Ask geophysicist Guust Nolet of the University of Nice in France if mermaids exist and he will tell you “Yes! And I love them!” He admits they are, of course, a rarity in the ocean. He’s currently tracking two in the Mediterranean and four in the Indian Ocean. And if you want to hear them sing, you’ll have to wait 10 days for them to come to the surface, unless there’s been an earthquake.
Yep, these mermaids are seismically sensitive and Nolet and his team of oceanographers from the United States and France have deployed everyone of them.
For the first time oceanographers have a fleet of floating seismic detectors cruising the seas. The Mermaids (Mobile Earthquake Recording in Marine Areas by Independent Divers), provide seismic coverage of a large swath of Earth that is mostly invisible to seismologists: the oceanic crust. Unlike ocean bottom seismometers that are stuck on the seafloor for sometimes a year or more at a time, and have to be retrieved using expensive ship time expeditions to learn what data they have recorded, Mermaids will pop to the surface and transmit their data whenever they receive a signal that has a 90 percent chance of being an earthquake.
Turns out most magnitude 6.5 earthquakes can trigger enough commotion, in the form of bubbles and seafloor rumbling, to rise above the din of the regular ocean noise. “We’ve seen magnitudes as low as 5.5 as far away as Mexico,” Nolet told reporters at the American Geophysical Union in San Francisco today.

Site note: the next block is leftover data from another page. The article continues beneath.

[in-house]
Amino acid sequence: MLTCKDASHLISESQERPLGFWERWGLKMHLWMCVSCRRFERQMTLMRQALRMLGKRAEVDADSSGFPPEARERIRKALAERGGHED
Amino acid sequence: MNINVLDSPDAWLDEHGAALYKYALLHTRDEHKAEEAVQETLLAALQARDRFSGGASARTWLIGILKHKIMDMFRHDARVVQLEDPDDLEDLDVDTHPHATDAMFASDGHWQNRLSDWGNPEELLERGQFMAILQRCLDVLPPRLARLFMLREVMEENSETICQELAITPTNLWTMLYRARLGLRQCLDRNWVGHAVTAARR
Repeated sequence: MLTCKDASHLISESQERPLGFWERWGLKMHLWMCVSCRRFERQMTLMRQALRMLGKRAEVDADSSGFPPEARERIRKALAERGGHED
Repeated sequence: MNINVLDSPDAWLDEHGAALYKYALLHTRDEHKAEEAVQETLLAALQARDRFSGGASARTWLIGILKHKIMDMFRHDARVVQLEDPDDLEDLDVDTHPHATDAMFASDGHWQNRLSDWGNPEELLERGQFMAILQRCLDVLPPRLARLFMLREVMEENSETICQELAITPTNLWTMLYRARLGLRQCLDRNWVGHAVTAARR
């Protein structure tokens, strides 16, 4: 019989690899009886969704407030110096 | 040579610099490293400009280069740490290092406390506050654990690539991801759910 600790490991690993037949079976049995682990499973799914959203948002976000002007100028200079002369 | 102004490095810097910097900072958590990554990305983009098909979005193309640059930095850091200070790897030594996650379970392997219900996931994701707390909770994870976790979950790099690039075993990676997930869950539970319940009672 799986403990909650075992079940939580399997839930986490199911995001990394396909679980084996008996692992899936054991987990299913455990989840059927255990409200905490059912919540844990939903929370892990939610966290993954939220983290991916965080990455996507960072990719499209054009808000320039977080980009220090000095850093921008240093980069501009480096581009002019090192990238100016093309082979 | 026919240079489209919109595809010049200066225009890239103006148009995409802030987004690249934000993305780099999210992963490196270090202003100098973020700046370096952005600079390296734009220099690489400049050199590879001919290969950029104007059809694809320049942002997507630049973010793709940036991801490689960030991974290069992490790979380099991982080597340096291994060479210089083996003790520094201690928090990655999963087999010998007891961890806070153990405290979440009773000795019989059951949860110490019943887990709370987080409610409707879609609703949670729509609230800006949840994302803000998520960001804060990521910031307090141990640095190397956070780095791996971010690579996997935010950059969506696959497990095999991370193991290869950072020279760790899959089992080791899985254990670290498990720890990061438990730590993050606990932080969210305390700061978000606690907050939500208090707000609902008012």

They track the earthquakes in a similar fashion to land seismometers, only their mobility also gives the Mermaids an advantage for recording additional details from any large aftershocks from an earthquake. For example, during a seismic swarm in the Indian Ocean on Nov. 25, 2013, seismic stations on land captured only two events, whereas one of the Mermaids recorded nearly 200 “triggers” in 13 seismograms.
They can also speak whale. Of course you’d expect mermaids to do so. The noise signatures for whale songs are distinct for each species. Nolet and his team are recommending other scientists take advantage of their Mermaids by including biological and meteorological sensors onto their divers. Each Mermaid can dive down to as far as 2,000 meters.
Next year the team plans to deploy 10 Mermaids around the Galapagos Islands to monitor the seismic signatures from the volcanic magma plume that feeds the islands.
IMAGE: Deploying a Mermaid. Image courtesy of Guust Nolet.